A Cure For The Common Carpet

Until we were told by our co-op board upon purchasing our Upper Manhattan apartment that we were required to cover 80% of our floors with rugs for soundproofing, the only rug I had owned was a bathmat.  I always thought hardwood floors were the way to go, and I loved the beautiful herringbone and inlaid pattern of our new deco apartment, but our fate was sealed.

At first discouraged, both by the task at hand and the cost implications, I soon was reminded that a rug is an essential element in many design schemes.  It is simultaneously a misused and underutilized feature.  But, if chosen carefully and used properly rugs can transform not only one room but an entire home.

Related: Giving An Old Rug New Life With a Sharpie Marker

Here are my 5 tips, the cure for the common carpet:

Go Natural

Use natural fiber rugs such as jute, sisal or abaca.  These beautiful rugs are neutral but the texture and weave give a wonderful depth, warmth and richness that will not overpower a room, especially if the rest of your room is already decorated.  One of these rugs can easily fit into your scheme and even add that extra punch.


Defining a space is one of the most important ways you create functionality in your home.  A rug is one of the best ways to define a space, especially if you have a  large living room that also contains a dining area.  In addition to configuring your furniture to clearly delineate the two areas, a rug that clearly marks the living area and a second one for the dining space will give each space its own character while creating a visual unity.  Choose rugs that are the same color but different in tone (i.e. light blue and dark blue), or one solid and one with pattern (keep the color palette refined to one or two colors).  Or, use the exact same pattern but in two different colors.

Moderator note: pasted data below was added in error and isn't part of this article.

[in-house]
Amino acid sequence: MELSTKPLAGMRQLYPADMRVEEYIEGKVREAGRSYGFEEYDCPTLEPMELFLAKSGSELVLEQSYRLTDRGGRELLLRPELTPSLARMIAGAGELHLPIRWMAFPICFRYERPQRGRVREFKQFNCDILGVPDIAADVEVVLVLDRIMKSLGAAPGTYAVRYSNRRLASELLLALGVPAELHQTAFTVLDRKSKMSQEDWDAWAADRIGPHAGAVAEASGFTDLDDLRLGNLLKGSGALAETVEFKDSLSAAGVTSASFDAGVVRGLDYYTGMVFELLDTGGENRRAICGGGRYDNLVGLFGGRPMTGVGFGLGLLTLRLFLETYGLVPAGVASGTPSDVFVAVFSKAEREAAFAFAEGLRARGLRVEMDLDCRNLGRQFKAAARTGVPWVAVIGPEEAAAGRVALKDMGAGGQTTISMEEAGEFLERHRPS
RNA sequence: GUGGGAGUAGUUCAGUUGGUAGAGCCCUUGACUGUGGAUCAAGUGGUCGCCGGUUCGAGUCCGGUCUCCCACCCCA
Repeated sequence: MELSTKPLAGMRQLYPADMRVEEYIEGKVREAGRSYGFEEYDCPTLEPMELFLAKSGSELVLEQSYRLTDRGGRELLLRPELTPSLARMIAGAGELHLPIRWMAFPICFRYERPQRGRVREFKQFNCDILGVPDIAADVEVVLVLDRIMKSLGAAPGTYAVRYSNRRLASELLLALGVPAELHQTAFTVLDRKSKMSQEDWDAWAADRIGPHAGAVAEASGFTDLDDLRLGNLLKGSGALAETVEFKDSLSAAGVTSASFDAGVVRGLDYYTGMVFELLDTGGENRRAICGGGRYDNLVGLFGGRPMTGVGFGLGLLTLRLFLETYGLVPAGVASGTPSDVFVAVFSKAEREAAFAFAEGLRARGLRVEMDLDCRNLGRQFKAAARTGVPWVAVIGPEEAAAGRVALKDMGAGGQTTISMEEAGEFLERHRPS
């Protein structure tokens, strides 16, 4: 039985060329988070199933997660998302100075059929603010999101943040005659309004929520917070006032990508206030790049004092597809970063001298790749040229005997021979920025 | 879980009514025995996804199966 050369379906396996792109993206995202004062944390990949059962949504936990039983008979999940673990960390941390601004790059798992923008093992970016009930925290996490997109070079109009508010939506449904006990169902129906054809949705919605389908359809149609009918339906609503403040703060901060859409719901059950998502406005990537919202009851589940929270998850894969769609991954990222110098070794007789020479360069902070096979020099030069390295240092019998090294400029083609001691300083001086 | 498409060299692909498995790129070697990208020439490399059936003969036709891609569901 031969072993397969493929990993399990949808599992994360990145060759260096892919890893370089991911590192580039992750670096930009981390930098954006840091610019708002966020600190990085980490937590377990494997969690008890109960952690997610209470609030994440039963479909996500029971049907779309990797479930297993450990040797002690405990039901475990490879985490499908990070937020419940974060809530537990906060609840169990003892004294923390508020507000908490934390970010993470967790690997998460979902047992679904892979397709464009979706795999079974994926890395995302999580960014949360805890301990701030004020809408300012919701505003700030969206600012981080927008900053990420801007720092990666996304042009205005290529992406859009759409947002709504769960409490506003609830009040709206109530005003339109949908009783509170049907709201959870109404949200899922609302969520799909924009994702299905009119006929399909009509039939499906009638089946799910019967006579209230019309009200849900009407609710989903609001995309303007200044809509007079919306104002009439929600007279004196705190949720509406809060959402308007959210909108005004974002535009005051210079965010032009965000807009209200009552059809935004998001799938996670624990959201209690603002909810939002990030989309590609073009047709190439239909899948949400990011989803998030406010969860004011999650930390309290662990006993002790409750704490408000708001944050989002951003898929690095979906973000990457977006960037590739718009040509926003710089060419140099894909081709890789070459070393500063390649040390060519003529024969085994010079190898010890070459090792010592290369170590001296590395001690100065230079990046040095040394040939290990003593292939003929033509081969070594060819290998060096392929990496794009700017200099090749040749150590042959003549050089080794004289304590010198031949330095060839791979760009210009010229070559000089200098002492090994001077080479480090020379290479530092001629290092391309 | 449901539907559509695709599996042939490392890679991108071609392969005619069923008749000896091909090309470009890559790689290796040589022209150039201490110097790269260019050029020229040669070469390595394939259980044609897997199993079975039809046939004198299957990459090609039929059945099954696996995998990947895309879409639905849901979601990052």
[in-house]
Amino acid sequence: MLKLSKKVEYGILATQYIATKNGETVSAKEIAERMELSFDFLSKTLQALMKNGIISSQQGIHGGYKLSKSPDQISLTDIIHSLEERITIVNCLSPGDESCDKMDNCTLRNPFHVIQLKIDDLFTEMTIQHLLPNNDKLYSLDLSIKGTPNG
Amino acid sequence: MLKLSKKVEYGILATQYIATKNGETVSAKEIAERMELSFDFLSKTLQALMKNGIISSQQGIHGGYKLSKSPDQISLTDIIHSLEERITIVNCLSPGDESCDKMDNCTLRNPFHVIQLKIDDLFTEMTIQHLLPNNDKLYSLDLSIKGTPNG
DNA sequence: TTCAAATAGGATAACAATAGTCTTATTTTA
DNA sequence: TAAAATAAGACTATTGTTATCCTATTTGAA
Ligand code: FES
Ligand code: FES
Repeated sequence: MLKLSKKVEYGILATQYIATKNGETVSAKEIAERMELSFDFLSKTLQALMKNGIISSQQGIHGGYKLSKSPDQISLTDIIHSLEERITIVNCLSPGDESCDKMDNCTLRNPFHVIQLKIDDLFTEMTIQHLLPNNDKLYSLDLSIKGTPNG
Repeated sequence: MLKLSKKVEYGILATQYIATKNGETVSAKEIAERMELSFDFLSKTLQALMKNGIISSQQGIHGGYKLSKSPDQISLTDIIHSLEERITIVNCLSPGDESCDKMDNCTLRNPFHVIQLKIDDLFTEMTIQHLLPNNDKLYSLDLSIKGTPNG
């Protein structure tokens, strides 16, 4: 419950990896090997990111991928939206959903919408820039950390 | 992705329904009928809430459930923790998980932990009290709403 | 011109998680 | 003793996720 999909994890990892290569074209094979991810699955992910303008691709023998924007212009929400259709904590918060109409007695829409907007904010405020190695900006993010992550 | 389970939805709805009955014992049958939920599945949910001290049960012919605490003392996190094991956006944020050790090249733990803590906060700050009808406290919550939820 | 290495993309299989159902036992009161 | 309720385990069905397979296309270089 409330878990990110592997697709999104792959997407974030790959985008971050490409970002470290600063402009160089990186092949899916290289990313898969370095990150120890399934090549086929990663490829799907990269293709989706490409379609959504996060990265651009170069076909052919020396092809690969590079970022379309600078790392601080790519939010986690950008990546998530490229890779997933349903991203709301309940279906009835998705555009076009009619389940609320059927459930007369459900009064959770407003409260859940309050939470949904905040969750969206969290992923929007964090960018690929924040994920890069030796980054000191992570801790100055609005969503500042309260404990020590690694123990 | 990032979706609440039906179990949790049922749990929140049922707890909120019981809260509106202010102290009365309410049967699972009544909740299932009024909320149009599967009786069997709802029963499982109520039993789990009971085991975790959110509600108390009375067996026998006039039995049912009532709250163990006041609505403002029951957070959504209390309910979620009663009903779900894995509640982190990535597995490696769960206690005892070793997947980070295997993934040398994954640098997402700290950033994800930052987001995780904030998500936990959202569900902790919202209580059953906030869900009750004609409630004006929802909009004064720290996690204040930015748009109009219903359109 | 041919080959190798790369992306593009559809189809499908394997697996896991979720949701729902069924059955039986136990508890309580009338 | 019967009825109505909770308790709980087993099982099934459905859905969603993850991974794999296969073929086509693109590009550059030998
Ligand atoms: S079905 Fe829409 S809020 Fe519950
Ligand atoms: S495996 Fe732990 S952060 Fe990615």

Related: Why Homes in Magazines Are a Joke

Measure twice, purchase once!

 One of the most common mistakes people make is purchasing a rug that is too small, dwarfing and confusing a space.  If you are placing a rug in your living room, for example, there are two simple options: either buy a rug that can contain all of your furniture; or, buy a smaller rug that fits inside the space defined by your living area, with only your coffee table or ottoman on the rug.

Don’t forget the kitchen

Consider using a rug or runner in your kitchen.  Living in New York I have always had a galley kitchen.  With our open floor plan I was forced to come up with a rug solution in my kitchen and was pleasantly surprised with the result.  Having a runner underfoot while cooking and baking is very cozy and helps with being on your feet.  Choose a runner with a pattern that is reversible.  In between cleanings I (lazily) flip the runner over, and voila!  Clean rug.

Layer, layer, layer! 

One of the best ways to personalize any space is to layer rugs.  To make this work use one neutral color and one color within your scheme.  Mix patterns or textures, like layering a white sheepskin rug over a braided jute.  This works in both the color, texture and pattern category.  A white rug over a natural color has enough contrast but not too much; the plushness of the sheepskin softens the jute; and, the fluffiness of the sheepskin plays down the rigid braiding of the jute.  Win, win, win!

Keeping these 5 tips in mind I was able to stay within my budget, but also to create a cohesive visual dialogue starting the minute you step foot into our apartment.  And, an extra added bonus: we are weeks away from our 9-month old crawling and when he does he will be crawling in style.

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Isabella Patrick lives and designs in New York City. Constantly inspired by her surroundings she has always been intrigued by the shape and color of objects encountered at home and in her travels. 

Isabella received her B.A. in art history and went on to study interior design at F.I.T.  While in school she secured coveted design positions, first for the firm of David Netto Design and then for Thom Filicia, Inc. 

When not working on freelance design projects, staging Manhattan apartments or re-imagining her own surroundings, Isabella writes helpful design tips for other moms-on-the-go.  Isabella creates and lives by her “Dacha-ism” philosophy that your home should be your retreat (a “Dacha” is a Russian vacation villa), before and after Baby arrives.   

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